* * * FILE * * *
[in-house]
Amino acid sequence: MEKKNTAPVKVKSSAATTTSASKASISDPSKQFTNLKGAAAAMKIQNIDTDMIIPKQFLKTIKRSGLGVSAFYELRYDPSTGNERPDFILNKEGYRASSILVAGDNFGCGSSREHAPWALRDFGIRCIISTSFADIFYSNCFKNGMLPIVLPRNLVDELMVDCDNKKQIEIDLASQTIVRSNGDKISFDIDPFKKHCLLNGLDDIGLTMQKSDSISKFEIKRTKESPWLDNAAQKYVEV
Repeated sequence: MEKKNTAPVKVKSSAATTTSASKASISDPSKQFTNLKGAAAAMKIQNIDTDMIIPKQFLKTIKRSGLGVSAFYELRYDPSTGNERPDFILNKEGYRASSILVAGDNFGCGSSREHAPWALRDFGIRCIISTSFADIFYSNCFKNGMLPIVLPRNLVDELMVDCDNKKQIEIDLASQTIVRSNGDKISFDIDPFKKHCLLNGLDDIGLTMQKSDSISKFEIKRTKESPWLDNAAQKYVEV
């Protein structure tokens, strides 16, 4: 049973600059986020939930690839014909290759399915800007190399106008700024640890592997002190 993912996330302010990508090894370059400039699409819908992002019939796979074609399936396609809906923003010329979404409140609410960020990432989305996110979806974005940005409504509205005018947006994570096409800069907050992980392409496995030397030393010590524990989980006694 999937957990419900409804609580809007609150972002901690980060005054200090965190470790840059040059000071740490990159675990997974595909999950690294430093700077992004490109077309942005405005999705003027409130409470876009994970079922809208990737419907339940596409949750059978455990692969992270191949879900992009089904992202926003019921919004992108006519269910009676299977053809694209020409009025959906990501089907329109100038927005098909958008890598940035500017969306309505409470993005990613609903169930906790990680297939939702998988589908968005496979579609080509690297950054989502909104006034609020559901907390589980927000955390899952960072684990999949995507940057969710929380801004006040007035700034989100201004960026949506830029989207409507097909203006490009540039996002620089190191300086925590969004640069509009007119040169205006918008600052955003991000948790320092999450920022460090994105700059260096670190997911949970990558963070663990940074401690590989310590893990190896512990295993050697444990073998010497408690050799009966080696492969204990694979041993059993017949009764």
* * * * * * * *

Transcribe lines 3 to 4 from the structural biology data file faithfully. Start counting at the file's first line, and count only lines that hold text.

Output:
Repeated sequence: MEKKNTAPVKVKSSAATTTSASKASISDPSKQFTNLKGAAAAMKIQNIDTDMIIPKQFLKTIKRSGLGVSAFYELRYDPSTGNERPDFILNKEGYRASSILVAGDNFGCGSSREHAPWALRDFGIRCIISTSFADIFYSNCFKNGMLPIVLPRNLVDELMVDCDNKKQIEIDLASQTIVRSNGDKISFDIDPFKKHCLLNGLDDIGLTMQKSDSISKFEIKRTKESPWLDNAAQKYVEV
């Protein structure tokens, strides 16, 4: 049973600059986020939930690839014909290759399915800007190399106008700024640890592997002190 993912996330302010990508090894370059400039699409819908992002019939796979074609399936396609809906923003010329979404409140609410960020990432989305996110979806974005940005409504509205005018947006994570096409800069907050992980392409496995030397030393010590524990989980006694 999937957990419900409804609580809007609150972002901690980060005054200090965190470790840059040059000071740490990159675990997974595909999950690294430093700077992004490109077309942005405005999705003027409130409470876009994970079922809208990737419907339940596409949750059978455990692969992270191949879900992009089904992202926003019921919004992108006519269910009676299977053809694209020409009025959906990501089907329109100038927005098909958008890598940035500017969306309505409470993005990613609903169930906790990680297939939702998988589908968005496979579609080509690297950054989502909104006034609020559901907390589980927000955390899952960072684990999949995507940057969710929380801004006040007035700034989100201004960026949506830029989207409507097909203006490009540039996002620089190191300086925590969004640069509009007119040169205006918008600052955003991000948790320092999450920022460090994105700059260096670190997911949970990558963070663990940074401690590989310590893990190896512990295993050697444990073998010497408690050799009966080696492969204990694979041993059993017949009764």